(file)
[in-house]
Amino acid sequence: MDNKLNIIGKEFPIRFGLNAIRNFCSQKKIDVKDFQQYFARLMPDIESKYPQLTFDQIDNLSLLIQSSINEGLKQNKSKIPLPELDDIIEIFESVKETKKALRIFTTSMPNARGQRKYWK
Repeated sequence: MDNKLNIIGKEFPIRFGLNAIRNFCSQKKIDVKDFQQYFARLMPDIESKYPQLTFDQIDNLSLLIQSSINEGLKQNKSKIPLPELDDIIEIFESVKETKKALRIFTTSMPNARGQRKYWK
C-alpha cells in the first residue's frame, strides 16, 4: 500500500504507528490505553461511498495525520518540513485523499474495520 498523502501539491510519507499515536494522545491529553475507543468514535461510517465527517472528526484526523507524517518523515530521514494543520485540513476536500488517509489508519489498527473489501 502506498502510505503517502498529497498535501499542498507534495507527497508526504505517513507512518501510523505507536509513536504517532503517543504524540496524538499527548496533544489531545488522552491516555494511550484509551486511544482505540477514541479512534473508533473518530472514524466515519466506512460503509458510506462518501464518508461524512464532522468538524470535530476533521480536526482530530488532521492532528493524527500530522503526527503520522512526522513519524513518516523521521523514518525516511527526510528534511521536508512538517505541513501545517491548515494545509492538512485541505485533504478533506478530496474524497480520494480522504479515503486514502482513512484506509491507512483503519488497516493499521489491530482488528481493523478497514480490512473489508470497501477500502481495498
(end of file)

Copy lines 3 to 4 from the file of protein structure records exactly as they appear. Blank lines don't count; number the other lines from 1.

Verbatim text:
Repeated sequence: MDNKLNIIGKEFPIRFGLNAIRNFCSQKKIDVKDFQQYFARLMPDIESKYPQLTFDQIDNLSLLIQSSINEGLKQNKSKIPLPELDDIIEIFESVKETKKALRIFTTSMPNARGQRKYWK
C-alpha cells in the first residue's frame, strides 16, 4: 500500500504507528490505553461511498495525520518540513485523499474495520 498523502501539491510519507499515536494522545491529553475507543468514535461510517465527517472528526484526523507524517518523515530521514494543520485540513476536500488517509489508519489498527473489501 502506498502510505503517502498529497498535501499542498507534495507527497508526504505517513507512518501510523505507536509513536504517532503517543504524540496524538499527548496533544489531545488522552491516555494511550484509551486511544482505540477514541479512534473508533473518530472514524466515519466506512460503509458510506462518501464518508461524512464532522468538524470535530476533521480536526482530530488532521492532528493524527500530522503526527503520522512526522513519524513518516523521521523514518525516511527526510528534511521536508512538517505541513501545517491548515494545509492538512485541505485533504478533506478530496474524497480520494480522504479515503486514502482513512484506509491507512483503519488497516493499521489491530482488528481493523478497514480490512473489508470497501477500502481495498